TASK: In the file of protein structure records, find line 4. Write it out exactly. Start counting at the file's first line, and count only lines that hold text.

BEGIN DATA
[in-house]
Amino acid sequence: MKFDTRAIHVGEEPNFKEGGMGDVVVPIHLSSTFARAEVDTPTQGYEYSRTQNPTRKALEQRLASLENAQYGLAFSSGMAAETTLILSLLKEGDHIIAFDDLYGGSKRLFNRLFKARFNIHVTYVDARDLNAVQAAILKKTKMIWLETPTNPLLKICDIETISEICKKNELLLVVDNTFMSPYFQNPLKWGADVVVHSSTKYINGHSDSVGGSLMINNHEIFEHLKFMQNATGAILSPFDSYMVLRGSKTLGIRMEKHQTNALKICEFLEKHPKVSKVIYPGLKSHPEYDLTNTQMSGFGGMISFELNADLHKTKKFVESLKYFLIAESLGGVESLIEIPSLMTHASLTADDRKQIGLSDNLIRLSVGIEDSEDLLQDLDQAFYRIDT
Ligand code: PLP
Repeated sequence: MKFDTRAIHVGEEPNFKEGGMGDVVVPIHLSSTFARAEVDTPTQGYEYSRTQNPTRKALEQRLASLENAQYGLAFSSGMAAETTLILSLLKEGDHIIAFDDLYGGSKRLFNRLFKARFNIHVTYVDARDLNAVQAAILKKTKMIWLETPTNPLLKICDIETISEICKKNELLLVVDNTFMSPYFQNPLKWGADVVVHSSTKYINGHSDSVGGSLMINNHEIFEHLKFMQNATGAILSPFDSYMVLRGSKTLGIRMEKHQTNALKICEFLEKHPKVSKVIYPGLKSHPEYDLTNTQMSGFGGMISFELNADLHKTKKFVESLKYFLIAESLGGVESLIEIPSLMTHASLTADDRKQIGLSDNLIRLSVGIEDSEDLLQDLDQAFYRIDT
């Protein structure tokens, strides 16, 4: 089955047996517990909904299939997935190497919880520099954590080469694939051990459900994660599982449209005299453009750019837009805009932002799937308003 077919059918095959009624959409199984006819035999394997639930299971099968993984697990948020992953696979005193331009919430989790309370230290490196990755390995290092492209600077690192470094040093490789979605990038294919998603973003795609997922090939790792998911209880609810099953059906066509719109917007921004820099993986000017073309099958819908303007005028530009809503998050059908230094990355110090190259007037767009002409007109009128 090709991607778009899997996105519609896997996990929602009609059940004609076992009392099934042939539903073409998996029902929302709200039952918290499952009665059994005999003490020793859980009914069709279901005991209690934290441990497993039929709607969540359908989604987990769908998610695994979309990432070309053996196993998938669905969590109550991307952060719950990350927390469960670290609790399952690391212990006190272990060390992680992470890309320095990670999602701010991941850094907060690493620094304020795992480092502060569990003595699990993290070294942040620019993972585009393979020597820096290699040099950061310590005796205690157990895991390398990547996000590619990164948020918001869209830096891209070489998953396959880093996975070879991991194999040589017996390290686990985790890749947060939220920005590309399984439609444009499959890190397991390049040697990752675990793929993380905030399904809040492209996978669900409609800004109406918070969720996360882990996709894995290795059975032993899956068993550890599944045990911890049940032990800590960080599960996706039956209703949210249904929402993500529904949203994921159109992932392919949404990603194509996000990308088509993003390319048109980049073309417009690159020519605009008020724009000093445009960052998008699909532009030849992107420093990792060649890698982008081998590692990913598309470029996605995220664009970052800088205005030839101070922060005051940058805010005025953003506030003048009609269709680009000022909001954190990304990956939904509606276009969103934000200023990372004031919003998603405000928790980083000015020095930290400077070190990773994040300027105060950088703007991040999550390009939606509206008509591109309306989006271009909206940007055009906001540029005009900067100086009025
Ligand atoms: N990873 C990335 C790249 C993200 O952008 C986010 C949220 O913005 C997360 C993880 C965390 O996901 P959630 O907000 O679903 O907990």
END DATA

Repeated sequence: MKFDTRAIHVGEEPNFKEGGMGDVVVPIHLSSTFARAEVDTPTQGYEYSRTQNPTRKALEQRLASLENAQYGLAFSSGMAAETTLILSLLKEGDHIIAFDDLYGGSKRLFNRLFKARFNIHVTYVDARDLNAVQAAILKKTKMIWLETPTNPLLKICDIETISEICKKNELLLVVDNTFMSPYFQNPLKWGADVVVHSSTKYINGHSDSVGGSLMINNHEIFEHLKFMQNATGAILSPFDSYMVLRGSKTLGIRMEKHQTNALKICEFLEKHPKVSKVIYPGLKSHPEYDLTNTQMSGFGGMISFELNADLHKTKKFVESLKYFLIAESLGGVESLIEIPSLMTHASLTADDRKQIGLSDNLIRLSVGIEDSEDLLQDLDQAFYRIDT